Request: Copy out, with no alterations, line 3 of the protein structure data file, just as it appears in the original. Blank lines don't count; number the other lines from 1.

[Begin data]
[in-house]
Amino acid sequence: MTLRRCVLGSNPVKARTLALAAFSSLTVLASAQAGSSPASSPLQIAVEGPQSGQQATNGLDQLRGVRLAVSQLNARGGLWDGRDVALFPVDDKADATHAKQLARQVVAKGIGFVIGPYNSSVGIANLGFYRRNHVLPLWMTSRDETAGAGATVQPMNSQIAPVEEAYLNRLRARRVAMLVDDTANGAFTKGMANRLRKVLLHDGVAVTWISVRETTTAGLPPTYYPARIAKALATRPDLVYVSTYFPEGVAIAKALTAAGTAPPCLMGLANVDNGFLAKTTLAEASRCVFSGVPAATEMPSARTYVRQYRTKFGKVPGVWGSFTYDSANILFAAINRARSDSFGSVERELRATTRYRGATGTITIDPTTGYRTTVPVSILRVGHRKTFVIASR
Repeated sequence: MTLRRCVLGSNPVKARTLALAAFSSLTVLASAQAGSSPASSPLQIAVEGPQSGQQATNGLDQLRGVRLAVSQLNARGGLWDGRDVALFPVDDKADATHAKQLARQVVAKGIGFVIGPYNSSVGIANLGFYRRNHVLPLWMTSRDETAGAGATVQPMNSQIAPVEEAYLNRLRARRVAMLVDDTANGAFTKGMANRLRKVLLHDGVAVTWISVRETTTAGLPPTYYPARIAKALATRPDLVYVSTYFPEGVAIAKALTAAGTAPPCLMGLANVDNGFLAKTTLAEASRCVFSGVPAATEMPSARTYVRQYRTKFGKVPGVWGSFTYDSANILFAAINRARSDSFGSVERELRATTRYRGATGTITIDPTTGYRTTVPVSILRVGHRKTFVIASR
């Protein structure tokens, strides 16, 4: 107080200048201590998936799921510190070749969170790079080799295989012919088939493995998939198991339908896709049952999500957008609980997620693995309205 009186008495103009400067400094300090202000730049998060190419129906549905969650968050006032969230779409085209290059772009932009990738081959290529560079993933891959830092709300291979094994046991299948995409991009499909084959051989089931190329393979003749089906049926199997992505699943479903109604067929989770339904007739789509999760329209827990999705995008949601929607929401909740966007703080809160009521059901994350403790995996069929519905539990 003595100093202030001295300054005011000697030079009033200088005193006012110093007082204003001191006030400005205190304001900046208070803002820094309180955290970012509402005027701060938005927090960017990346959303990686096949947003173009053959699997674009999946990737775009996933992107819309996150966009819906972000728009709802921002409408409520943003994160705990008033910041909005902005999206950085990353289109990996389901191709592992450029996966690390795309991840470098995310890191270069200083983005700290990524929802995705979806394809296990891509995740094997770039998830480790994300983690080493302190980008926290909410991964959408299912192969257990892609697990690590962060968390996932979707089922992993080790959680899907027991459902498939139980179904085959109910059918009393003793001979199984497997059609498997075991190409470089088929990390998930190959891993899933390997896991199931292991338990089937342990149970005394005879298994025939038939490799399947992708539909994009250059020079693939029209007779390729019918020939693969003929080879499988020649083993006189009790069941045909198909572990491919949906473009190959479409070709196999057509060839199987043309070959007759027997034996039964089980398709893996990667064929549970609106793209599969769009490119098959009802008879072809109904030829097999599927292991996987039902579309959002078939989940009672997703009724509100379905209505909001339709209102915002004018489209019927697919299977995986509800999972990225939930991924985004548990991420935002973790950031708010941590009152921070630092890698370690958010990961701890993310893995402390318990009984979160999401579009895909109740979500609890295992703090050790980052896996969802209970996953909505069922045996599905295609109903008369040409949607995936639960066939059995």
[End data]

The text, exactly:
Repeated sequence: MTLRRCVLGSNPVKARTLALAAFSSLTVLASAQAGSSPASSPLQIAVEGPQSGQQATNGLDQLRGVRLAVSQLNARGGLWDGRDVALFPVDDKADATHAKQLARQVVAKGIGFVIGPYNSSVGIANLGFYRRNHVLPLWMTSRDETAGAGATVQPMNSQIAPVEEAYLNRLRARRVAMLVDDTANGAFTKGMANRLRKVLLHDGVAVTWISVRETTTAGLPPTYYPARIAKALATRPDLVYVSTYFPEGVAIAKALTAAGTAPPCLMGLANVDNGFLAKTTLAEASRCVFSGVPAATEMPSARTYVRQYRTKFGKVPGVWGSFTYDSANILFAAINRARSDSFGSVERELRATTRYRGATGTITIDPTTGYRTTVPVSILRVGHRKTFVIASR